Al, good question, but the company did not divulge price. You're right, it does look like some pretty sophisticated and high-quality technology. OTOH, this is designed for highly automated manufacturing lines and medical apps, so one could guess that it may be reasonably priced within those parameters.
Ann, Any idea if the cost of this technology will hold it back in terms of applications? It offers a great many benefits but the mechanical design alone seems to be quite complex along with integration of many actuators and sensors. Very interesting technology.
bobjengr, I've had friends and associates who've suffered from carpal tunnel and while none have made that dramatic a statement, I can believe the level of your friends' agony. The ExoHand is designed to make those repetitive tasks easier (or even possible) and to prevent conditions like carpal tunnel from developing in the first place.
Bob, I do agree with you that the Festo hand could be used in the application of alleviting carpal-tunnel syndrome in manufacturing. I can remember the number of carpal-tunnel cases announced weekly when I worked as a Plant Electrical Enginner for GM Auto plant in Ypsilanti,MI in the late 1980s. The material in the article was excellent.
TJ, You're right about the diversity of the applications that might not have commercial appeal. Although the smart bird, for example, reminds me of technology that might be used at Disney. Big market for motion control solutions in theme parks and entertainment venues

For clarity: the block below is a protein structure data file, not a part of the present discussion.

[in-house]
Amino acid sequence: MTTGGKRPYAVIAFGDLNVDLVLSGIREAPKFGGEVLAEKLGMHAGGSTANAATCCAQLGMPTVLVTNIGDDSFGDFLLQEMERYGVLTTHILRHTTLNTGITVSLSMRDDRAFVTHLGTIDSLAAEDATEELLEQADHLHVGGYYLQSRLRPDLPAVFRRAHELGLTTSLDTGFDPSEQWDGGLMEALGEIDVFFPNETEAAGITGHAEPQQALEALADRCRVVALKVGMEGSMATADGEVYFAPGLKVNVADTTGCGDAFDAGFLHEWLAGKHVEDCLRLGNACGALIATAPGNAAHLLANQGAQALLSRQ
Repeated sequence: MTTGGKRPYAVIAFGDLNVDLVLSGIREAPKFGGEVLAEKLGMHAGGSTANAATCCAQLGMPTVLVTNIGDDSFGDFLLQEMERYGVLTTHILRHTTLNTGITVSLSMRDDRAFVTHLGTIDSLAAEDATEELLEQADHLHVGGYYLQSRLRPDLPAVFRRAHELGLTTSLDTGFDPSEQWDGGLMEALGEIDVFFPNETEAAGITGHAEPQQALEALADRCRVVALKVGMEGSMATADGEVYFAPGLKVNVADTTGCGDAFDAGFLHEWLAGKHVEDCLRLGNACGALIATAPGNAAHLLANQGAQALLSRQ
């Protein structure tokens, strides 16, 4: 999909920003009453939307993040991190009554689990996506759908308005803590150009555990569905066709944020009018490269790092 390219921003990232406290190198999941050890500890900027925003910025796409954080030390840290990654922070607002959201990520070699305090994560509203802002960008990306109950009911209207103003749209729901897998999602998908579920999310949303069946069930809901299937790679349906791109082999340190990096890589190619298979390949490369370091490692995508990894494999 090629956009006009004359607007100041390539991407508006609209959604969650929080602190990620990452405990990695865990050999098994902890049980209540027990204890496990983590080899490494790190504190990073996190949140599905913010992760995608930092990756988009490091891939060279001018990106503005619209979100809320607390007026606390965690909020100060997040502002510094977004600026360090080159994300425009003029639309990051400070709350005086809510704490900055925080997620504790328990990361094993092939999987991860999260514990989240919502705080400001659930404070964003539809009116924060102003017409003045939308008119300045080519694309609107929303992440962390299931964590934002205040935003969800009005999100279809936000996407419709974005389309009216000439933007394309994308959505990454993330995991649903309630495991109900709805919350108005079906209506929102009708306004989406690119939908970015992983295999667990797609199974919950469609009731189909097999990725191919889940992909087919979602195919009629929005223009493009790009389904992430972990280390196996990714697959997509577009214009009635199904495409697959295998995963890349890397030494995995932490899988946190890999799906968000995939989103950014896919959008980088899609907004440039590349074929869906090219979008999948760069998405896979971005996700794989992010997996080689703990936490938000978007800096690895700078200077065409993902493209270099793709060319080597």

Excellent article and a fascinating subject.I work in an industry in which carpal-tunnel syndrome seems to be the norm and not the exception.I have friends who have undergone surgery to repair tendons damaged from the syndrome and some have told me there were times when the pain was so great they considered amputation.(I know that's hard to believe but there were more than a few.)This device could possibly provide some method to mitigate (and alleviate) pain associated with repetitive movement during assembly processes.I feel the overall concept is excellent and definitely worth pursuing.Festo has always been on the cutting edge relative to pneumatics so maybe they really have something here.
You're very correct in your observation about controlling pneumatic actuators midspan. I have accomplished this with a fair degree of accuracy both in the vertical plane & the horizontal plane. It's NOT easy, but with powerful processors & some due diligence, it can be done. At least I've done it with several designs, which have been working well for several years without any creep or change due to wearing components.
OLD_CURMUDGEON, thanks for your real-world input on the company's components. It's also worth noting that, aside from their products, another main focus for the company is their Bionic Learning Network, which is biomimicry R&D in cooperation with universities and other research entities.
New versions of BASF's Ecovio line are both compostable and designed for either injection molding or thermoforming. These combinations are becoming more common for the single-use bioplastics used in food service and food packaging applications, but are still not widely available.
For industrial control applications, or even a simple assembly line, that machine can go almost 24/7 without a break. But what happens when the task is a little more complex? That’s where the “smart” machine would come in. The smart machine is one that has some simple (or complex in some cases) processing capability to be able to adapt to changing conditions. Such machines are suited for a host of applications, including automotive, aerospace, defense, medical, computers and electronics, telecommunications, consumer goods, and so on. This radio show will show what’s possible with smart machines, and what tradeoffs need to be made to implement such a solution.